It wasn't the topic that made the difference - - each task force presented a report on work that was weighty, significant and potentially controversial. The difference was in the way the discussion QUESTIONS impacted the energies and emotions in the room. The successful consultation asked table groups for input on questions like: "What do you need more information about? What are your initial ideas about how we might approach this? What experience have you already had that contributes to our understanding?" The table groups engaged with these questions, had a lot to say, and were assured the issue would return after the input was digested. Their energies were channeled and their concerns publicly validated.
By contrast, the second discussion generated heated push-back; the questions that the task group had asked were along the lines of: "Which solution do you favor for the future? What would be your personal position on the decision that has to be made? " And the table groups erupted with responses such as "We don't have enough information! Aren't there options you haven't given us? We don't see our values here!" etc. As you notice, the questions used by the second task force are the kinds of questions a group must grapple with in the converging phase, once there has been sufficient exploration, learning, and sharing of data and feelings about the problem. I think the conference body felt rushed to a conclusion that was not in fact "ripe". Their energies were uncontrolled and indeed aggravated. It is possible that they didn't feel confident that the task force was willing to hold the tensions of the upcoming decision, but rather that the task force had offloaded the risks into the large group prematurely.
Of course, a different mistake can occur if a group is well past early stage discussion and has been "diverging" for months or years, without anyone calling the question by inviting them to the process of convergence, of coming to agreement. There is a time and a place for sitting with the issue in a listening and learning mode, and a time and a place for moving into discernment and decision making.
In fact, there are lots of things I could say about decision making, but the blog format isn't right for much more right here. If you are interested in further reading, you will find an outline of some decision making terms and considerations for faith based groups on the articles tab of my website.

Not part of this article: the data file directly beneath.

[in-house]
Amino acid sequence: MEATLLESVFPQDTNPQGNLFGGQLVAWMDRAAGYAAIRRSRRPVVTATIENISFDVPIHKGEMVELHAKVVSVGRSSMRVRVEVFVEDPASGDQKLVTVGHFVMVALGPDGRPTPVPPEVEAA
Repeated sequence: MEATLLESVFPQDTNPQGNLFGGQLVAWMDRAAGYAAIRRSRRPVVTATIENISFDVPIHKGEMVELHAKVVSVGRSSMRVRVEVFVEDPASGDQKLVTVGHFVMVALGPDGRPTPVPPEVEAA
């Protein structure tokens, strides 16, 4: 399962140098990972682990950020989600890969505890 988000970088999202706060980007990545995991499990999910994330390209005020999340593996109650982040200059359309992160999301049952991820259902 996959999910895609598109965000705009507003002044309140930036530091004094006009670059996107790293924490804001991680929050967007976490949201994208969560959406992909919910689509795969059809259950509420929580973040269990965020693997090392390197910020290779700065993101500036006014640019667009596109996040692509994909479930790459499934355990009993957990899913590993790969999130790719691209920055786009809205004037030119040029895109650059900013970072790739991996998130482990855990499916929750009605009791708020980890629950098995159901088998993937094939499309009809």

Good luck navigating the flow of group deliberations!
For those interested in sources:
This simple process model is based on two ideas I picked up from other writers over the years.The first idea is the concept of a deliberation. Although I use it in a modified way, a deliberation was defined by the late Cal Pava*, as an issue that must be engaged in an ongoing way by an identified group of stakeholders. The other idea is the notion of learning styles that are divergent and convergent, from Wolf and Kolb.** The model I have developed for understanding the "shape" of a deliberation combines these two ideas. You will note however that it doesn't match Pava's concept exactly because it does, in fact, assume an end point of some kind to the deliberation. But the idea of deliberating is a rich one, respected in business and civic life and quite compatible with the discernment methods often used for decision making in religious organizations.
*Calvin H. Pava, Managing New Office Technology -- an Organizational Strategy, Free Press (1983)
** D.M. Wolf and D.A. Kolb, Career development, personal growth and experiential learning In Organisational Psychology: Readings on human behaviour (4th edition), Prentice-Hall, New Jersey (1984)